To do this is valuable for two reasons.

1) It makes your writing more real to you.

2) It gives you little gifts that you could never have anticipated and that you’re going to use later in your script.

When you have vague action and when you haven’t fully seen something, it doesn’t only affect the scene you’re writing. It actually affects all of the scenes that come after.

There Will Be Blood And The Magic Moment

I want to talk about There Will Be Blood not just because it is a great movie, perhaps one of my favorites, but also because it’s a flawed movie. It’s an example of the movie where the writer/director brilliantly externalized the internal for almost the entire screenplay, but failed to fully visualize the last part of the movie in the script the way he ultimately would in the movie—and suffered the consequences.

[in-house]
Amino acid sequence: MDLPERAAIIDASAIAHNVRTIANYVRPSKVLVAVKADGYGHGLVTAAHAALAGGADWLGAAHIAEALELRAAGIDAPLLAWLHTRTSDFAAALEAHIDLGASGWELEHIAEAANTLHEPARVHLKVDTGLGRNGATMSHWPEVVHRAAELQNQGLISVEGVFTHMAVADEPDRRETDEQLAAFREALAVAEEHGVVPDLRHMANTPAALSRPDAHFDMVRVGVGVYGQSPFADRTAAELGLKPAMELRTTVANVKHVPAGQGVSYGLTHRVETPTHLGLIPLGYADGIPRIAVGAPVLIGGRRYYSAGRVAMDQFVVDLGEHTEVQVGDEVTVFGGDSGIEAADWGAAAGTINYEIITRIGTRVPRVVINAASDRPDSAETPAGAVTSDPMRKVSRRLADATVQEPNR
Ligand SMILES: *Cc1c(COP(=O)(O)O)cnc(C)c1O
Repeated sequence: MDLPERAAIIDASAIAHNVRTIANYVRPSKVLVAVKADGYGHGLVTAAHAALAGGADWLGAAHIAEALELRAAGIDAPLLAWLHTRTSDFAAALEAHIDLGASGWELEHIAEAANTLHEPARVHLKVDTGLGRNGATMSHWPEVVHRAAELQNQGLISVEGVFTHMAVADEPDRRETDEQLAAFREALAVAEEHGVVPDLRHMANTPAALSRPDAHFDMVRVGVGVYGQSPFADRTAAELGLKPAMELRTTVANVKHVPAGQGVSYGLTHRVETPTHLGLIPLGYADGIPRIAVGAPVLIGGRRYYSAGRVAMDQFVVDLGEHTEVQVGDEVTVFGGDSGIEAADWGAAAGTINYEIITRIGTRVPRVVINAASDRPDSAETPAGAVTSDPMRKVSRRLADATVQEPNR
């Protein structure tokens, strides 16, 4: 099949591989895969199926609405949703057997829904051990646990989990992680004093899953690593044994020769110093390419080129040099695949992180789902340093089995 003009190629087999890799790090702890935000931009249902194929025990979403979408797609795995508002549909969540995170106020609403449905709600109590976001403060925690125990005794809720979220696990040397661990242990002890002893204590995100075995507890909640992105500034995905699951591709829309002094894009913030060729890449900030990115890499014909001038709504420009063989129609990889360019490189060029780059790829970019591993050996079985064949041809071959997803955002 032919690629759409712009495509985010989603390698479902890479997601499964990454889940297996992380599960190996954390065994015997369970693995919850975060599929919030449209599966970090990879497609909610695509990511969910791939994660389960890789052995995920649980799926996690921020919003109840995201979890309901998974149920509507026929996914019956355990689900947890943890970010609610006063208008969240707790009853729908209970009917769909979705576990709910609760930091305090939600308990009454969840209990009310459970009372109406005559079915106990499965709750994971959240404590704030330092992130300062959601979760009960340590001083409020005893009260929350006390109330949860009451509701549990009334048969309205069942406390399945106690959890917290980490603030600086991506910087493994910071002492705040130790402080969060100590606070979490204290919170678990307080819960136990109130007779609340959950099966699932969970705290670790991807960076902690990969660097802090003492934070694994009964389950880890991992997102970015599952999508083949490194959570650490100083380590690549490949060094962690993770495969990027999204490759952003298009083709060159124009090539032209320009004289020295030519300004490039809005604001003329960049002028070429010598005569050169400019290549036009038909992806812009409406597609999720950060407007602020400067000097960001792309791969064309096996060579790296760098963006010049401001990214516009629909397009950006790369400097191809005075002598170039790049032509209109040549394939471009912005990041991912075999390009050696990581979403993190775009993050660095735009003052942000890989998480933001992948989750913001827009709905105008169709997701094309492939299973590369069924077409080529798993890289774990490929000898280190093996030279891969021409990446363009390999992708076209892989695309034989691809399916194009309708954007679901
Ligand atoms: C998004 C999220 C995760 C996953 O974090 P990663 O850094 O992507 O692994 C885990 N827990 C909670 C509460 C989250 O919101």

You get to the end of that script and suddenly there’s a random voiceover. It’s not in the film, but it’s in the script. There’s suddenly a random voiceover and things get a little mushy for about ten pages, and then he gets to that amazing monologue at the very end about “a bastard in a basket” and everything is wonderful again.

But there’s that mushy section. In the script it’s even mushier than in the film. And I’m pretty sure that what happened was he didn’t see it yet. And he figured, “You know what? I’m so close. I kind of know the gist of it and I know what’s really happening. And I’m going to figure it out as I shoot.”

How many independent film makers have made that mistake? It’s probably the most common problem that you see in independent films. People believe that their script is good enough and it’s only later, in post, that they realize that they don’t have what they need for their film to truly cut together and tell the story they want to tell. And suddenly they’re spending thousands of dollars in reshoots and months of extra time editing. Instead of fixing it in pre-production, when it was cheap, they are now trying to fix it in post-production, when it’s expensive.